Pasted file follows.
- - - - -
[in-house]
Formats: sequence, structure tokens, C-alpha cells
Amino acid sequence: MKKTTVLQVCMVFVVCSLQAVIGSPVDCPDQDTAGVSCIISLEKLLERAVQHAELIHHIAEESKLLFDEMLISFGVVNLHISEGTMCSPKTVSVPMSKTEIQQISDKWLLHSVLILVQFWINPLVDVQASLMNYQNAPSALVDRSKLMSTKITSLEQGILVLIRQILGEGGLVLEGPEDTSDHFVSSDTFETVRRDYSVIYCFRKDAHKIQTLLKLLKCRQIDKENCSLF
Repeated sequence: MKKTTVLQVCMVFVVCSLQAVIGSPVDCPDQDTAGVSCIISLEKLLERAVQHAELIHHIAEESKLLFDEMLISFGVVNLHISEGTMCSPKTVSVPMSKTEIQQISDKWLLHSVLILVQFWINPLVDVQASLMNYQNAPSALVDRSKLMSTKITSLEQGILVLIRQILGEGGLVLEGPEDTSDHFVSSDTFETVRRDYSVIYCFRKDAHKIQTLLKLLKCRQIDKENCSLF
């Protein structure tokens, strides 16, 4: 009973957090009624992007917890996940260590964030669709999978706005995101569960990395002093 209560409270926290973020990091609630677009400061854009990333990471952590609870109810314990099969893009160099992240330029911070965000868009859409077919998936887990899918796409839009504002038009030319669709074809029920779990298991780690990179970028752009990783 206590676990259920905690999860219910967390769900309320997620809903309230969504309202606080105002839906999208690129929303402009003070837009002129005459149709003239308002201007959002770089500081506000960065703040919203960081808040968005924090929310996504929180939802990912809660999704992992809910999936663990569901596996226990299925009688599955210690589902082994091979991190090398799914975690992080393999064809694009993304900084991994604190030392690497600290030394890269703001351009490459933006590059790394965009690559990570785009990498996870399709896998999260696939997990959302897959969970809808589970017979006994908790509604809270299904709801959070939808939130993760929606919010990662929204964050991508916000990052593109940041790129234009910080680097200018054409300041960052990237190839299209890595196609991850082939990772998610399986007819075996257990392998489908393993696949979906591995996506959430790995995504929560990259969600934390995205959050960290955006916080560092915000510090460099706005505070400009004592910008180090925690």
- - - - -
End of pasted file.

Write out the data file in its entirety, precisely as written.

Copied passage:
[in-house]
Formats: sequence, structure tokens, C-alpha cells
Amino acid sequence: MKKTTVLQVCMVFVVCSLQAVIGSPVDCPDQDTAGVSCIISLEKLLERAVQHAELIHHIAEESKLLFDEMLISFGVVNLHISEGTMCSPKTVSVPMSKTEIQQISDKWLLHSVLILVQFWINPLVDVQASLMNYQNAPSALVDRSKLMSTKITSLEQGILVLIRQILGEGGLVLEGPEDTSDHFVSSDTFETVRRDYSVIYCFRKDAHKIQTLLKLLKCRQIDKENCSLF
Repeated sequence: MKKTTVLQVCMVFVVCSLQAVIGSPVDCPDQDTAGVSCIISLEKLLERAVQHAELIHHIAEESKLLFDEMLISFGVVNLHISEGTMCSPKTVSVPMSKTEIQQISDKWLLHSVLILVQFWINPLVDVQASLMNYQNAPSALVDRSKLMSTKITSLEQGILVLIRQILGEGGLVLEGPEDTSDHFVSSDTFETVRRDYSVIYCFRKDAHKIQTLLKLLKCRQIDKENCSLF
């Protein structure tokens, strides 16, 4: 009973957090009624992007917890996940260590964030669709999978706005995101569960990395002093 209560409270926290973020990091609630677009400061854009990333990471952590609870109810314990099969893009160099992240330029911070965000868009859409077919998936887990899918796409839009504002038009030319669709074809029920779990298991780690990179970028752009990783 206590676990259920905690999860219910967390769900309320997620809903309230969504309202606080105002839906999208690129929303402009003070837009002129005459149709003239308002201007959002770089500081506000960065703040919203960081808040968005924090929310996504929180939802990912809660999704992992809910999936663990569901596996226990299925009688599955210690589902082994091979991190090398799914975690992080393999064809694009993304900084991994604190030392690497600290030394890269703001351009490459933006590059790394965009690559990570785009990498996870399709896998999260696939997990959302897959969970809808589970017979006994908790509604809270299904709801959070939808939130993760929606919010990662929204964050991508916000990052593109940041790129234009910080680097200018054409300041960052990237190839299209890595196609991850082939990772998610399986007819075996257990392998489908393993696949979906591995996506959430790995995504929560990259969600934390995205959050960290955006916080560092915000510090460099706005505070400009004592910008180090925690």